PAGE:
Noble McIntyre on June 17, 2011
The Center for Auto Safety, a nonprofit safety advocacy group, has announced that millions of Jeep Grand Cherokees from the 1993 to the 2004 model years are likely to catch on fire when struck from behind and should be recalled. The center began investigating the jeep model and found that from 1992-2008, there were 172 fatal fire crashes which caused 254 deaths.
The Center contributes the fire risk to two main problems. The first is that the gas tank is located behind the rear axle and below the bumper, otherwise known as the crush zone. What this means is that the gas tank is in a vulnerable position and could easily be hit if anything goes under the bumper. The second problem is that a fuel filler pipe is in an area that can be ripped away in a rear impact, causing gasoline to leak from the tank.
Chrysler has refuted that the Jeep Grand Cherokees should be recalled, providing documents to the National Highway Traffic Safety Administration (NHTSA) showing that they were designed with “sound engineering judgment and care” and were “neither defective, nor do they pose an unreasonable risk to motor vehicle safety in rear-impact collisions.” Chrysler has also provided material including tests that show that Grand Cherokees exceeded the federal safety standard for not leaking fuel in a rear impact.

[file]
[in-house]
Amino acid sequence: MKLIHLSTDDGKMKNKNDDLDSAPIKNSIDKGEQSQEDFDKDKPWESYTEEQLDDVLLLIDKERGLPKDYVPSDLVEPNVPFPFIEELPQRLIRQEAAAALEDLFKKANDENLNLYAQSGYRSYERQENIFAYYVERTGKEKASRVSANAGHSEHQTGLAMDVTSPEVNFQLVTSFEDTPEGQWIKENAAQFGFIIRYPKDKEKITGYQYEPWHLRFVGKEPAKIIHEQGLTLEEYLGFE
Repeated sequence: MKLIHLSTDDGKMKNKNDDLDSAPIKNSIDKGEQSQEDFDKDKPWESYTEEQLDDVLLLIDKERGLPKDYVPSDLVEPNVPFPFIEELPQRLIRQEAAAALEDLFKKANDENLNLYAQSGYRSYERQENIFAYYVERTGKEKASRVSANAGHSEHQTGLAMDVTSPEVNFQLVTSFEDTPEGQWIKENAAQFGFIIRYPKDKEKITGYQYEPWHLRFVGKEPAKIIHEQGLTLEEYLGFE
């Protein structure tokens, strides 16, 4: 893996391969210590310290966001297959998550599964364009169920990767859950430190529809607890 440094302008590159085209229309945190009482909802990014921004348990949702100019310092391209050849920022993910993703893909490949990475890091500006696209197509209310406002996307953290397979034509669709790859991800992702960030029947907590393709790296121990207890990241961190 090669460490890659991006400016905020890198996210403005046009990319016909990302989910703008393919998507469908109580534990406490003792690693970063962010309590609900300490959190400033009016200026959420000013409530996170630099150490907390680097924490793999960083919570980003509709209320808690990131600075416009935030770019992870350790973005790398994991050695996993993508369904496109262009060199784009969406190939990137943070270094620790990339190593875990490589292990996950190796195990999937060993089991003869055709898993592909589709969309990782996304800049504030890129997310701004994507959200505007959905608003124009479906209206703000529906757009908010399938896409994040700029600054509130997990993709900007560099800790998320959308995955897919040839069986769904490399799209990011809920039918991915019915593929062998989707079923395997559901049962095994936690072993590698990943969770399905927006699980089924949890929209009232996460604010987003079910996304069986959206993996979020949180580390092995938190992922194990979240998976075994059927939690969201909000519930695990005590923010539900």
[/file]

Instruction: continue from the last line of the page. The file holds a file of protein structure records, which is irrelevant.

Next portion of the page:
If the Jeeps are subject to recall under the federal regulations, Chrysler would not be liable to pay for the repairs. A National Highway Traffic Safety Administration official said that an automaker does not have to pay once a vehicle is 10 years old. However, Chrysler would have to notify the owner of the vehicle of the potential hazards. Still, it would be bad public policy to notify the owner and then decline to do anything about it.
Recognizing the potential for some drivers to take the vehicles off-roading, Chrysler since 1993 has offered purchasers of Jeep Grand Cherokees the option to use a skid plate that provides more protection to the gas tank. Also, in 1999, Chrysler installed a fuel tank brush guard in vehicles that did not have the skid plate. The fact that Chrysler offered these options for drivers who wanted to take the vehicles off-roads is indicative that Chrysler may have recognized that the gas tank design may not be the safest.
Then in 2005, Daimler-Chrysler redesigned the Jeep Cherokee and moved the tank to the middle of the vehicle. However, Chrysler said that the move was to make more room for storage space inside and not to make the design safer.
Currently, Chrysler is still adamant that the Jeep Grand Cherokee Models from 1993-2004 are safe.
“It is important to note that the data you are attempting to analyze reflects real world operation over a 10-year period in which more than two and a half million 1993-2004 Jeep Grand Cherokees were on the road and many, many millions of miles of safe operation were experienced by our customers,” said Chrysler in a statement. “The 1993-2004 Jeep Grand meets or exceeds federal safety standards and has an excellent safety record.